How Diabetes Increases Your Risk of Hearing Loss

Diabetic woman using a flash glucose monitor.

You may be acquainted with the various factors contributing to hearing loss, such as the impact of getting older, genetic predisposition within families, or prolonged exposure to loud sounds. However, you might find it intriguing to discover the link between diabetes and hearing impairment. Let’s dig a little bit deeper into that.

How does diabetes raise your risk of hearing loss?

The prevalence of diabetes increases as you get older, and 37 million individuals, or 9% of the United States population, cope with this condition according to the CDC. Hearing loss is two times as prevalent in individuals with diabetes in comparison to individuals who don’t have the condition. 133 million Americans are pre-diabetic and even they have a 30% increased risk of experiencing hearing loss than individuals whose blood sugar is normal.

Diabetes can result in nerve damage across various bodily regions, encompassing the hands, feet, eyes, kidneys, and ears. Elevated blood sugar levels can cause the degeneration of small blood vessels and nerves in the inner ears. Conversely, low blood sugar levels can disrupt the transmission of nerve signals from the inner ear to the brain. Worsened hearing loss can be the outcome of both scenarios.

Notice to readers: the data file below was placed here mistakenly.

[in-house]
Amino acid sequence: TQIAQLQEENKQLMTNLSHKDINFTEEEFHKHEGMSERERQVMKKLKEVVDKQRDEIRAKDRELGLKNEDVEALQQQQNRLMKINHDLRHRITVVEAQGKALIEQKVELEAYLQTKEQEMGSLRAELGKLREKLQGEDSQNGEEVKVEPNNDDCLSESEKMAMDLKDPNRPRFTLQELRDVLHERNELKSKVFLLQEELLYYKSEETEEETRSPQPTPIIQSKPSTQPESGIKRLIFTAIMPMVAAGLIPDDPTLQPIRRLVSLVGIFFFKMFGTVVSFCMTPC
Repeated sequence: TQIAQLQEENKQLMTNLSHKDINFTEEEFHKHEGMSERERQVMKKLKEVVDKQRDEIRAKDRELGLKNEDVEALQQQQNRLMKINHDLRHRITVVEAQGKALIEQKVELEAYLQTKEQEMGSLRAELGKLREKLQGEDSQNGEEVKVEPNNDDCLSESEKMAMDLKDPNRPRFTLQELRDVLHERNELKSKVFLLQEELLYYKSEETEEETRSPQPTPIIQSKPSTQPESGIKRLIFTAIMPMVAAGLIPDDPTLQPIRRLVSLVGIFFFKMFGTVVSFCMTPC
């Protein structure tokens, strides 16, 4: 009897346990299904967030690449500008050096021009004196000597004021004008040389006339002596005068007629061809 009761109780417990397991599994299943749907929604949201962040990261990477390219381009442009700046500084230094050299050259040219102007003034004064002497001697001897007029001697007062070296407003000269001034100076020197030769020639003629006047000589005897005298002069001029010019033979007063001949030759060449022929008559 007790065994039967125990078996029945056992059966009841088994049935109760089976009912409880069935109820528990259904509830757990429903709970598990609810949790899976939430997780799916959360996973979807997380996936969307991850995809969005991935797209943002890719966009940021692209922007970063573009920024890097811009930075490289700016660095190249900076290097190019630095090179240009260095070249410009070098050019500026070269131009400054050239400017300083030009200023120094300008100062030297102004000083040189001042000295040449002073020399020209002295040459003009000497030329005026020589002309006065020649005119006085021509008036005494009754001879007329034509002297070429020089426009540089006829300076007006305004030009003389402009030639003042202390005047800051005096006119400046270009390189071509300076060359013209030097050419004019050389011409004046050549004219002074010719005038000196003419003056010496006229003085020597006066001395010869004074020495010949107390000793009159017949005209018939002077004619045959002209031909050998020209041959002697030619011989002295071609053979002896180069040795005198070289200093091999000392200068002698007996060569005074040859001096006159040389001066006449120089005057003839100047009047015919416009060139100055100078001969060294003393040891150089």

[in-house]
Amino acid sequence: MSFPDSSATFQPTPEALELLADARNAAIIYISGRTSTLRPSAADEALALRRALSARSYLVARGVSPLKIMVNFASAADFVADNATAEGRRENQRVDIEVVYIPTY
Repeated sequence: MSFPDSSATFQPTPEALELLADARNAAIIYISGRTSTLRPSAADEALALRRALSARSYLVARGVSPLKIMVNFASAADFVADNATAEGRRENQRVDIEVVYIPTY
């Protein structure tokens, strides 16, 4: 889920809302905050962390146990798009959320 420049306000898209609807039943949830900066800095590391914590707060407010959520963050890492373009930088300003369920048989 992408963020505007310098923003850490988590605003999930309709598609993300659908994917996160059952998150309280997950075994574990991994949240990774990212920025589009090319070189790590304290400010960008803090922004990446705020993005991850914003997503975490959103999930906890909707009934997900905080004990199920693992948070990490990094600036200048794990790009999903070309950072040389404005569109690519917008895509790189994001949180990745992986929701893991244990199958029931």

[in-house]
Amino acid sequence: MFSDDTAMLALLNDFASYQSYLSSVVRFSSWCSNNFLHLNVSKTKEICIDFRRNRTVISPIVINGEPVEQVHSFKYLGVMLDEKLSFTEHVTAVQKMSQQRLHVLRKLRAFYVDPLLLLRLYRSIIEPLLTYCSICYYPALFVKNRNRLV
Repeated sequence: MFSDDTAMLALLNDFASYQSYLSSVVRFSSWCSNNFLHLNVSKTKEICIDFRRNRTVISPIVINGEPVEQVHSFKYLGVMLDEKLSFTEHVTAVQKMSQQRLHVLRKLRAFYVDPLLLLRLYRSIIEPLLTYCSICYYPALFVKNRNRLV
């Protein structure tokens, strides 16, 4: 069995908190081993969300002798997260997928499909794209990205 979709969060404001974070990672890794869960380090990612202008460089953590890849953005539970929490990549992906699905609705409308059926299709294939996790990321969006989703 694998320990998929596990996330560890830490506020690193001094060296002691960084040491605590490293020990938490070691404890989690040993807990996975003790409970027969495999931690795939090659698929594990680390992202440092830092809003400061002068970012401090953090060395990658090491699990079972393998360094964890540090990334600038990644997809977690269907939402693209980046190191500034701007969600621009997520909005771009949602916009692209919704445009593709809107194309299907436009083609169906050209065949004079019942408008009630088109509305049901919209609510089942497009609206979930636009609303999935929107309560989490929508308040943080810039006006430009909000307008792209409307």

The lack of diabetes management induces chronic high blood pressure, leading to damage to the heart, blood vessels, kidneys, nerves, and eyes.

Signs you might have hearing loss

If you aren’t actively monitoring the condition of your hearing, hearing loss can gradually sneak up on you. It’s not uncommon for people around you to observe your hearing loss before you notice it.

Some suggestive signs of hearing loss include:

  • Frequently asking others to repeat themselves
  • Trouble hearing on the phone
  • Struggling in noisy restaurants
  • Always having to turn up the volume of your devices and TV
  • Feeling as if people are mumbling when they talk

It’s essential to contact us for a consultation if you experience any of these signs or if somebody points out your hearing changes. After carrying out a hearing screening, we will set up a baseline for future visits and help you with any issues you might be having with balance.

Be proactive if your managing diabetes

Getting a yearly hearing test is important, and that’s especially true for someone who has diabetes.

Maintain control of your blood sugar levels.

Make use of ear protection and steer clear of overly loud settings.

The site information is for educational and informational purposes only and does not constitute medical advice. To receive personalized advice or treatment, schedule an appointment.